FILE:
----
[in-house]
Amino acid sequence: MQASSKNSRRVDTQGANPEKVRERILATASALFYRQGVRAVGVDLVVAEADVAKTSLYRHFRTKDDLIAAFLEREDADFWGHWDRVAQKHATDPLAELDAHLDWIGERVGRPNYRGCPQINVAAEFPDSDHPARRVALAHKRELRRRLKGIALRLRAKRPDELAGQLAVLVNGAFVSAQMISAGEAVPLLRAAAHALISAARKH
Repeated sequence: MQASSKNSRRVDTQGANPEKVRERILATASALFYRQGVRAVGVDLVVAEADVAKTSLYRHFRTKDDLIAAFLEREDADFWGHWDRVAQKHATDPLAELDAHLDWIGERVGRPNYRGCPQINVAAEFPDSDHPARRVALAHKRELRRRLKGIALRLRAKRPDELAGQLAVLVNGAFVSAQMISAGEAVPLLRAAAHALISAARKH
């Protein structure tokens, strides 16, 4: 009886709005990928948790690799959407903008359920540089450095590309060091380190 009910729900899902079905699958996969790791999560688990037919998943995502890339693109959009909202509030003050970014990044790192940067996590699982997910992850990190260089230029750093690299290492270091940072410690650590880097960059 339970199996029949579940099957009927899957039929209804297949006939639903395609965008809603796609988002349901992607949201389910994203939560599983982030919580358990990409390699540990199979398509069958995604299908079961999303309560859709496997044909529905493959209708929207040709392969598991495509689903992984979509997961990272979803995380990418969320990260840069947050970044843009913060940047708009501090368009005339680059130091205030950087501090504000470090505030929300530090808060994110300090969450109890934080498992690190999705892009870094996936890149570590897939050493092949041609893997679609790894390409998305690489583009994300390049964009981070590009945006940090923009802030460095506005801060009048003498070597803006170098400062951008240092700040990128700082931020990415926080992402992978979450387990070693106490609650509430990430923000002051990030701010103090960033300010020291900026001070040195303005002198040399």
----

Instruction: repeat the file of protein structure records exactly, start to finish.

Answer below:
[in-house]
Amino acid sequence: MQASSKNSRRVDTQGANPEKVRERILATASALFYRQGVRAVGVDLVVAEADVAKTSLYRHFRTKDDLIAAFLEREDADFWGHWDRVAQKHATDPLAELDAHLDWIGERVGRPNYRGCPQINVAAEFPDSDHPARRVALAHKRELRRRLKGIALRLRAKRPDELAGQLAVLVNGAFVSAQMISAGEAVPLLRAAAHALISAARKH
Repeated sequence: MQASSKNSRRVDTQGANPEKVRERILATASALFYRQGVRAVGVDLVVAEADVAKTSLYRHFRTKDDLIAAFLEREDADFWGHWDRVAQKHATDPLAELDAHLDWIGERVGRPNYRGCPQINVAAEFPDSDHPARRVALAHKRELRRRLKGIALRLRAKRPDELAGQLAVLVNGAFVSAQMISAGEAVPLLRAAAHALISAARKH
């Protein structure tokens, strides 16, 4: 009886709005990928948790690799959407903008359920540089450095590309060091380190 009910729900899902079905699958996969790791999560688990037919998943995502890339693109959009909202509030003050970014990044790192940067996590699982997910992850990190260089230029750093690299290492270091940072410690650590880097960059 339970199996029949579940099957009927899957039929209804297949006939639903395609965008809603796609988002349901992607949201389910994203939560599983982030919580358990990409390699540990199979398509069958995604299908079961999303309560859709496997044909529905493959209708929207040709392969598991495509689903992984979509997961990272979803995380990418969320990260840069947050970044843009913060940047708009501090368009005339680059130091205030950087501090504000470090505030929300530090808060994110300090969450109890934080498992690190999705892009870094996936890149570590897939050493092949041609893997679609790894390409998305690489583009994300390049964009981070590009945006940090923009802030460095506005801060009048003498070597803006170098400062951008240092700040990128700082931020990415926080992402992978979450387990070693106490609650509430990430923000002051990030701010103090960033300010020291900026001070040195303005002198040399």